A better niche within tech would be software engineering. You may even decide to niche further by focusing on front-end, back-end, or full-stack development. After doing well in your chosen niche, you may consider branching out to other roles related to that niche.
When it comes to starting a recruitment agency, there are two main types to look out for.
A direct hire recruitment business specializes in placing candidates on a full-time basis only. These recruiting firms may get paid after a candidate is placed or receive a retainer from the company they recruit for. Once the candidate is placed, there will be nothing left to do for that particular person.
A contract hire staffing agency will usually manage their candidates by themselves since they’re not guaranteed a long-term position. These recruiting agencies will typically be paid a percentage of their candidates’ wages based on the amount of time they work. These agencies may also need to place the same candidate multiple times per year.
Running a recruitment business can be quite varied. Here are some of the common activities:
- Assess resumes: You’ll need to evaluate resumes constantly to find the right candidates
- Interview candidates: Shorter calls and longer face-to-face or video chat interviews
- Prepare candidates: Formal interview to prepare candidate for interview with the hiring company
- Source leads: Many candidates you’ll need to find yourself, on social media and beyond
How much should you charge for recruitment?
For direct hires, recruiters usually charge a fee of about 20% of the placed candidate’s annual salary. This number varies depending on industry, but if you place a candidate with a yearly salary of $100,000, you can expect a fee of around $20,000.
For contract hires, you’ll be taking a set fee from your candidate’s wages. You can set a similar percentage (20%), but instead of having it paid upfront, you’ll get it weekly or monthly, depending on when the company pays you.
Once you know your costs, you can use this Step By Step profit margin calculator to determine your mark-up and final price points. Remember, the prices you use at launch should be subject to change if warranted by the market.
Who? Identify your target market
Once you’ve got your niche, you’ll need to figure out who your target market is. In other words, who wants the candidates that you’ll be providing?
If you’re recruiting software engineers, for instance, your target market will be tech firms. You might also use your own career experience to show that you understand the companies you plan on doing business with.
Where? Choose your business premises
In the early stages, you may want to run your business from home to keep costs low. But as your business grows, you’ll likely need to hire workers for various roles and may need to rent out an office. You can find commercial space to rent in your area on sites such as Craigslist, Crexi, and Instant Offices.
When choosing a commercial space, you may want to follow these rules of thumb:
- Central location accessible via public transport
- Ventilated and spacious, with good natural light
- Flexible lease that can be extended as your business grows
- Ready-to-use space with no major renovations or repairs needed
As a recruiter, it’s a good idea to have an office close to the industry that you recruit for. For example, Silicon Valley for tech recruiting. This proximity will help you connect with the right businesses and build professional relationships through face-to-face contact.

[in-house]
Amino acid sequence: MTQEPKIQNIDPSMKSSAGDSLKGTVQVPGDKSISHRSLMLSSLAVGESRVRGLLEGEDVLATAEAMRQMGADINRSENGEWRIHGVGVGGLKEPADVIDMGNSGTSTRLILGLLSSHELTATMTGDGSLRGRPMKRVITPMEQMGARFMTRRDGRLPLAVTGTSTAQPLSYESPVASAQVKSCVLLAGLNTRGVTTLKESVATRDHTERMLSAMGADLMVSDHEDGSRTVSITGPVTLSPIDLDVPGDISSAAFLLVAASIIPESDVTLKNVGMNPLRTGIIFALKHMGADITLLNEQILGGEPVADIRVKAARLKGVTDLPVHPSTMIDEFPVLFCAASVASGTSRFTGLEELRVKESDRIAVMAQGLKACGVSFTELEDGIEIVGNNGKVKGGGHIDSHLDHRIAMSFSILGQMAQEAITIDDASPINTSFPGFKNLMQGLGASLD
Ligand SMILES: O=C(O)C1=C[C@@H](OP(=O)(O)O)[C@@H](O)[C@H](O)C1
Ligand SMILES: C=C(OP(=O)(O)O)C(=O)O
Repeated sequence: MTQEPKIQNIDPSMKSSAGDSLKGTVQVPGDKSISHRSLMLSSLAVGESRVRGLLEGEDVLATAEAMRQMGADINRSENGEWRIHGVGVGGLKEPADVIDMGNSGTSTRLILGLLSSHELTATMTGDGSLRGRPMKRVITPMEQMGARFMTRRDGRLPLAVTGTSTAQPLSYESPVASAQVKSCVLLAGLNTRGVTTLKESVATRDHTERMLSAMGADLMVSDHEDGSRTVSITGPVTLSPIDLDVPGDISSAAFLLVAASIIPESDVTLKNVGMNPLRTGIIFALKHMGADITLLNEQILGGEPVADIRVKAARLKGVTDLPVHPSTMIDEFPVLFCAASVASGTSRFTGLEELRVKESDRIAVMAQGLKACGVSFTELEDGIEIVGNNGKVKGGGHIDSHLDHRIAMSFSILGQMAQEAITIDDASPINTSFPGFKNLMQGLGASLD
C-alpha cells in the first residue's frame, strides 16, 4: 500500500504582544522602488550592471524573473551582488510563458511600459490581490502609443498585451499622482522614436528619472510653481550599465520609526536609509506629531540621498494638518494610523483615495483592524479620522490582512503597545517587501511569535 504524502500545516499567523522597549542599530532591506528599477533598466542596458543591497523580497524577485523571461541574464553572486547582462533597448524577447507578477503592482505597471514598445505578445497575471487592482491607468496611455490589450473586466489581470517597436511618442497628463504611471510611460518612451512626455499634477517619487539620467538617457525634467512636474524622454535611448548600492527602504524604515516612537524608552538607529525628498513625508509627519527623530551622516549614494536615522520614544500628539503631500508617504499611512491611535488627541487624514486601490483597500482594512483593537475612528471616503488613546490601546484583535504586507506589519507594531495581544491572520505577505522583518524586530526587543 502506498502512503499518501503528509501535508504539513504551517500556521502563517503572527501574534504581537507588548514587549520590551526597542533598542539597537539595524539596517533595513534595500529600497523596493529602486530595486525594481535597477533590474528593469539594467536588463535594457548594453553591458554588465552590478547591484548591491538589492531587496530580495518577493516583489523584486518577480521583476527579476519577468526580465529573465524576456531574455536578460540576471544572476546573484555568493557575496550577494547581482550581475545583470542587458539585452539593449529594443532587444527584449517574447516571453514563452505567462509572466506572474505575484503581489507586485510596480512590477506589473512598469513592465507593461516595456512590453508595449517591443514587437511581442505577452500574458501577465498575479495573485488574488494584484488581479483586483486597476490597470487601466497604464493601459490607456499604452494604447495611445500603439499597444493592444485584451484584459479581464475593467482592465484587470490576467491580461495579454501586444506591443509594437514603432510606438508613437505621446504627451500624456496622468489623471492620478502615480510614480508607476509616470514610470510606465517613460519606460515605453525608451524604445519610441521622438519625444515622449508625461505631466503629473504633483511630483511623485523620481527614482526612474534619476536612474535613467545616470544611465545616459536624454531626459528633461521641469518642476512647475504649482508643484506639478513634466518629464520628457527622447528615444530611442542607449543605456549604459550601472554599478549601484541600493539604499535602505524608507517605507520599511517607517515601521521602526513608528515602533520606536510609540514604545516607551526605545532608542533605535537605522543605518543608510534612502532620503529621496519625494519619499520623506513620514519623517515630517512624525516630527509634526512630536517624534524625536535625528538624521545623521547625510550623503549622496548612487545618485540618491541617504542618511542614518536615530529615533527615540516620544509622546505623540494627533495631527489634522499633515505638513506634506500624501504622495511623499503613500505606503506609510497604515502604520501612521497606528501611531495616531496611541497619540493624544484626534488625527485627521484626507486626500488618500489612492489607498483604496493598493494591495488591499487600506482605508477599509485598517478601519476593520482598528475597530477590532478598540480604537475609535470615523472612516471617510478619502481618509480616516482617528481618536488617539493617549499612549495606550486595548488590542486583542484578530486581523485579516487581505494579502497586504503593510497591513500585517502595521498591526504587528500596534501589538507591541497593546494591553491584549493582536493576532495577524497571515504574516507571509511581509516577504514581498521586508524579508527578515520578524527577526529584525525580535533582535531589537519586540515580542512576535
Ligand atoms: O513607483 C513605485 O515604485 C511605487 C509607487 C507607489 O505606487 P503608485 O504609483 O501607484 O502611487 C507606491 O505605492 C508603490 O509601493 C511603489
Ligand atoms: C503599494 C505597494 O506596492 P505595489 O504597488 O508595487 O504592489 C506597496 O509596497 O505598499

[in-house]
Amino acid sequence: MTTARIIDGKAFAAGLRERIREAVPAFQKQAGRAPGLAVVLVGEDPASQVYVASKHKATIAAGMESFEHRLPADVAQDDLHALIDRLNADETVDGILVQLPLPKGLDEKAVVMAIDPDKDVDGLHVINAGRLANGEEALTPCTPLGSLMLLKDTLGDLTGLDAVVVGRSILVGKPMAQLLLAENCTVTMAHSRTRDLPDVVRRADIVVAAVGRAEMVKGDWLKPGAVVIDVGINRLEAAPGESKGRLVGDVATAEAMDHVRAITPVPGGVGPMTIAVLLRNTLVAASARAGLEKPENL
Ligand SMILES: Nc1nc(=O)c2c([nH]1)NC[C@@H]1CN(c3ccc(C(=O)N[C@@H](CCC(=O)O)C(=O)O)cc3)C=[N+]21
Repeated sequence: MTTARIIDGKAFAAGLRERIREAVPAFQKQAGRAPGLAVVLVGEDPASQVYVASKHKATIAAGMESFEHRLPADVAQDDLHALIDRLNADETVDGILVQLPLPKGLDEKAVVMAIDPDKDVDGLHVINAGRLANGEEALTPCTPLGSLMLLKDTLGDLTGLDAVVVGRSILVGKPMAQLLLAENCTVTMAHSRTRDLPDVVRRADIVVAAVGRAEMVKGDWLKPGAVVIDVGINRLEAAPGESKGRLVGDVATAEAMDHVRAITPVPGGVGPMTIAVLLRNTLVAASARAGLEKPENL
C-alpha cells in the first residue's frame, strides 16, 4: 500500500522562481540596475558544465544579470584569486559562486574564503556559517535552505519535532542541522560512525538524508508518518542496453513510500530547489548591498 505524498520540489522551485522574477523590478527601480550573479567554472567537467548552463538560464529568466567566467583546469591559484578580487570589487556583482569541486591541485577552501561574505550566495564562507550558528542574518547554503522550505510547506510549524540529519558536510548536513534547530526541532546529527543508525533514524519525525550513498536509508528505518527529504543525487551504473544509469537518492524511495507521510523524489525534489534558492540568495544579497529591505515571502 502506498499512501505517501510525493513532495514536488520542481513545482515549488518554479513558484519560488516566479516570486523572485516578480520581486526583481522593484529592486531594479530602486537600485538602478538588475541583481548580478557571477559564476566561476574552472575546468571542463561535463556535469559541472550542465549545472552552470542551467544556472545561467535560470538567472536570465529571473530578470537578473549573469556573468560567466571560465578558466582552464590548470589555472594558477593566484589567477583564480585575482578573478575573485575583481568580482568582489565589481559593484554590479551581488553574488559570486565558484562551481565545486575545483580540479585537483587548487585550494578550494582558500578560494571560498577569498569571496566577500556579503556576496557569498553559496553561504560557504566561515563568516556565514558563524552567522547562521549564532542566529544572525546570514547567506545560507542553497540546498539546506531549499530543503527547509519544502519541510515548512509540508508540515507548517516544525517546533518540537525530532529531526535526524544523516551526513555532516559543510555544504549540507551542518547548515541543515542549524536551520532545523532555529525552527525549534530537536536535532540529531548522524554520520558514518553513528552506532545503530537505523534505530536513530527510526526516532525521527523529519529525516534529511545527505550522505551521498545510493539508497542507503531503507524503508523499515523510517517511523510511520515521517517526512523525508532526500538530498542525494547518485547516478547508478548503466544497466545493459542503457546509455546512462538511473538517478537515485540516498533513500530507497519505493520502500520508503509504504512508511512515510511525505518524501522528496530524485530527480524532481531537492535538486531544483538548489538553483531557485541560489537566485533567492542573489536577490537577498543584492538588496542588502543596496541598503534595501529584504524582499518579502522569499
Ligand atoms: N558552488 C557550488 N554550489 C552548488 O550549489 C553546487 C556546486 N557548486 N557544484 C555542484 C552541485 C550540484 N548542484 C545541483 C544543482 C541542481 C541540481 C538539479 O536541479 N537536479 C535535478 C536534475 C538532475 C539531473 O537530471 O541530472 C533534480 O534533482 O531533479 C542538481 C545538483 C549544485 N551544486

With today’s technologies, however, proximity is not necessary. You can recruit for any firm in the country, or beyond. Keep in mind, while Skype calls and Zoom meetings get the job done, nothing beats an in-person meeting for building relationships.
Step 3: Brainstorm a Business Name
Your business name is your business identity, so choose one that encapsulates your objectives, services, and mission in just a few words. You probably want a name that’s short and easy to remember, since much of your business, and your initial business in particular, will come from word-of-mouth referrals.
Here are some ideas for brainstorming your business name:
- Short, unique, and catchy names tend to stand out
- Names that are easy to say and spell tend to do better
- The name should be relevant to your product or service offerings
- Ask around — family, friends, colleagues, social media — for suggestions
- Including keywords, such as “recruiters” or “executive hire”, boosts SEO
- Choose a name that allows for expansion: “Jim’s Bakery” over “Jim’s Cookies”
- Avoid location-based names that might hinder future expansion
- Use online tools like the Step by Step business name generator. Just type in a few keywords and hit “generate” and you’ll have dozens of suggestions at your fingertips.
Once you’ve got a list of potential names, visit the website of the US Patent and Trademark Office to make sure they are available for registration and check the availability of related domain names using our Domain Name Search tool. Using “.com” or “.org” sharply increases credibility, so it’s best to focus on these.
Finally, make your choice among the names that pass this screening and go ahead with domain registration and social media account creation. Your business name is one of the key differentiators that set your business apart. Once you pick your company name, and start with the branding, it is hard to change the business name. Therefore, it’s important to carefully consider your choice before you start a business entity.
Step 4: Create a Business Plan
Every business needs a plan. This will function as a guidebook to take your startup through the launch process and maintain focus on your key goals. A business plan also enables potential partners and investors to better understand your company and its vision:
- Executive Summary: Brief overview of the entire business plan; should be written after the plan is complete.